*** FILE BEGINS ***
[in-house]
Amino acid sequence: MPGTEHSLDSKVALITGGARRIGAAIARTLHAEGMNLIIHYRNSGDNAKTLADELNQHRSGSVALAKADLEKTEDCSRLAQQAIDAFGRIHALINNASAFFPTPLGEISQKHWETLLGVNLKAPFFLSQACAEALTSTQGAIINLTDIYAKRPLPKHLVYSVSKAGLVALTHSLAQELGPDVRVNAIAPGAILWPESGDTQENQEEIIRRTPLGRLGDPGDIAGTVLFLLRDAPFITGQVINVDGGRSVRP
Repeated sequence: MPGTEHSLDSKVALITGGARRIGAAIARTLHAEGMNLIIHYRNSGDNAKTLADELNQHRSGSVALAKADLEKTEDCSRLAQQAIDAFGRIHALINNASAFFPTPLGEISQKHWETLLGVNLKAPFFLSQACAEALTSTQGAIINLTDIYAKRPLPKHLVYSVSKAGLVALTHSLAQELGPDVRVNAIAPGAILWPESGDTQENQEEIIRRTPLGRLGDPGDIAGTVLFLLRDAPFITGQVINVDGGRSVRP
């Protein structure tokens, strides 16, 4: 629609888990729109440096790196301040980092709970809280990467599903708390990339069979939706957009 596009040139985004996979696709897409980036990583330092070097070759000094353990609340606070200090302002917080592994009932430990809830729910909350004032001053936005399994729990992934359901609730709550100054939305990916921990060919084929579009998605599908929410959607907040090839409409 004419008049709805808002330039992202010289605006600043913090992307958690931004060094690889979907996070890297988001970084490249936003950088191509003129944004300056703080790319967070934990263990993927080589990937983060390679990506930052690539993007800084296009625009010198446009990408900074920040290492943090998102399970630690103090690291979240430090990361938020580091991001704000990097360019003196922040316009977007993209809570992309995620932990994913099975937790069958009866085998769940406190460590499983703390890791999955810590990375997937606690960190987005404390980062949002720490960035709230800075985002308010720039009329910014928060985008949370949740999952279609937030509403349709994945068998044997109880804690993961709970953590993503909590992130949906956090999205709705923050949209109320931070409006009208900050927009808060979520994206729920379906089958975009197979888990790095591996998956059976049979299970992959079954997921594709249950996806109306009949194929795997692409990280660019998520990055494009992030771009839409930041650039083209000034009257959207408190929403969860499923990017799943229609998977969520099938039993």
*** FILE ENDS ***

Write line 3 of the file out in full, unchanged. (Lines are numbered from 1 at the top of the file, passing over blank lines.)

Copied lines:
Repeated sequence: MPGTEHSLDSKVALITGGARRIGAAIARTLHAEGMNLIIHYRNSGDNAKTLADELNQHRSGSVALAKADLEKTEDCSRLAQQAIDAFGRIHALINNASAFFPTPLGEISQKHWETLLGVNLKAPFFLSQACAEALTSTQGAIINLTDIYAKRPLPKHLVYSVSKAGLVALTHSLAQELGPDVRVNAIAPGAILWPESGDTQENQEEIIRRTPLGRLGDPGDIAGTVLFLLRDAPFITGQVINVDGGRSVRP